Robert Peterson - 2nd Lieutenant

Rank: 2nd Lieutenant
Date Of Birth: Sep 17, 1925
Date Of Death: Sep 13, 1951
War / Conflict: Korea
Hometown: Lake Mills, Iowa
Service Ribbons Awarded:
  • Purple Heart
  • WWII Victory Medal
  • Korean Service Medal


Robert Duaine Peterson was born on September 17, 1925 in Lake Mills, Iowa. His father and mother, Wilmer and Ella, welcomed their first boy after a string of three girls. Sisters Esther, Arlene and Olive welcomed their baby brother and eight years after Bob came LaVonne. The Petersons were a happy and closely knit family of seven.

The Petersons moved to Ames in 1931 where Wilmer found employment with the Post Office.

Bob attended Roosevelt Elementary School in Ames and showed an early ability to write and assemble stories. Among school mementoes is a small, hand-lettered and stapled booklet containing a vivid WW1 prisoner-of-war story called “War’s No Fun – A True Story."

Bob was active in school and at Central Junior High he lettered in athletics and enjoyed a turn on stage as Allan-a-Dale in a play about Robin Hood. He was also active in Boy Scouts.

Bob was a mostly B and C student, but earned A’s in spelling and art. His activities continued at Ames High School. His close friend, Milton Pottee, told us, “We were friends at Ames High School. Bob was a good basketball player. He also played cornet in band and orchestra, and was our junior class president. After our junior year he started a small band. Since I had no musical talent, he made me the director. We only played one piece of music – “September Song."  Needless to say, we never made any records!”

Sadly, the Peterson family’s world was shaken when Wilmer died in 1942. Esther, the oldest, was gone from home, but Arlene, Bob, Olive and LaVonne drew closer together to support each other and Ella. Mrs. Peterson was an excellent seamstress and took a job with Collegiate Manufacturing, a college pennant and accessories business in Ames.

Bob lettered in basketball and in March 1943, played forward on the team that won the State District Basketball Tournament.

World War II was well under way and Bob knew what was coming for him. In February 1943, he and his buddy, Milton, enlisted in the Reserve Corps of the Army. Bob was 17 years old and the papers listed his vital statistics - blue eyes, brown hair, medium complexion, 5’ 10” tall, 151 lbs.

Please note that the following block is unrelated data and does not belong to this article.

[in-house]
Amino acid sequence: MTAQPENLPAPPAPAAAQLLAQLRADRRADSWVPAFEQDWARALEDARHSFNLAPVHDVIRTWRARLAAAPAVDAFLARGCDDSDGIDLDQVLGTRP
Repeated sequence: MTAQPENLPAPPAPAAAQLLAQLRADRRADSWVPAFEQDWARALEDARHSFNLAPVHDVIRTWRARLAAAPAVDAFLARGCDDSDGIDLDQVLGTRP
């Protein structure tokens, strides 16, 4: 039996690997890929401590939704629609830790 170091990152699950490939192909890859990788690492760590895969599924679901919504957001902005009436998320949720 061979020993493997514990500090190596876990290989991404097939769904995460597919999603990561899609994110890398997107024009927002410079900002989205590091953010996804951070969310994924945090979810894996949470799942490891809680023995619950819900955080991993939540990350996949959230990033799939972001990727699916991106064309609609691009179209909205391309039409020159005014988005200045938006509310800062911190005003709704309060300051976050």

On May 28, 1943, he graduated from Ames High. Notes in a diary from that period stated that he liked reading action stories, enjoyed classic and pop music, and liked sports and movies.

His love of movies grew considerably the summer after he graduated. He and a friend somehow got jobs as messengers at Paramount Studios in Hollywood! From June to August 1943, the two enjoyed all the excitement of spotting movie stars and seeing films being made. 

Back in Iowa at the end of the summer, the “real world” waited. He turned 18 in September and on October 24, 1943 he entered the Army Air Corps in Des Moines and was sent to Sheppard Field, Texas, just south of the Oklahoma border.

Throughout training, from November 1943 to September 1944, Bob was faithful at keeping a diary. It was well-written and includes a lot of detail. He may have been aware that others might read it and seemed to be writing for an audience.

Air Force Physical Training,called PT, was tough. Even for someone who was athletic, the rigors were such that he thought he might not make it. He joked that PT stood for “physical torture”. 

Enlistees were tested to determine what they would become - pilots, bombardiers, navigators or “washouts." On November 15, Bob boarded a bus for Stillwater, Oklahoma for five months of continued training. They were told by trainers that “here they were primarily interested in making them officers and gentlemen.”

Bob took classes in history, physics, geography and math, and made good grades, often earning points that gave him leave from camp, called “open post." One day he attended an Oklahoma Aggies basketball game and wrote, “With bands, crowds, civilian kids and the loyalty song, it made me sort of homesick so I left at half and walked back across the quiet deserted campus by myself, just thinking of school and home."

In the diary, he notes receiving letters from friends and family, and rare long-distance calls from home, as well as a number of boxes with necessities and treats and – sweetly – a visit from his Mother in Texas that made him “terribly homesick & lonely when he went back to the barracks."

He continued to play basketball often, sometimes choosing a game over open post. He often mentioned attending what he called “GI Parties” and other entertainments. He took in movies as often as he could, mentioning them by name in his diary and noting the ones he had seen in progress at Paramount. From December 1943 to August 1944 Bob saw over 55 films – a testament to his love for movies, as well as Hollywood’s extraordinary productivity during the war years!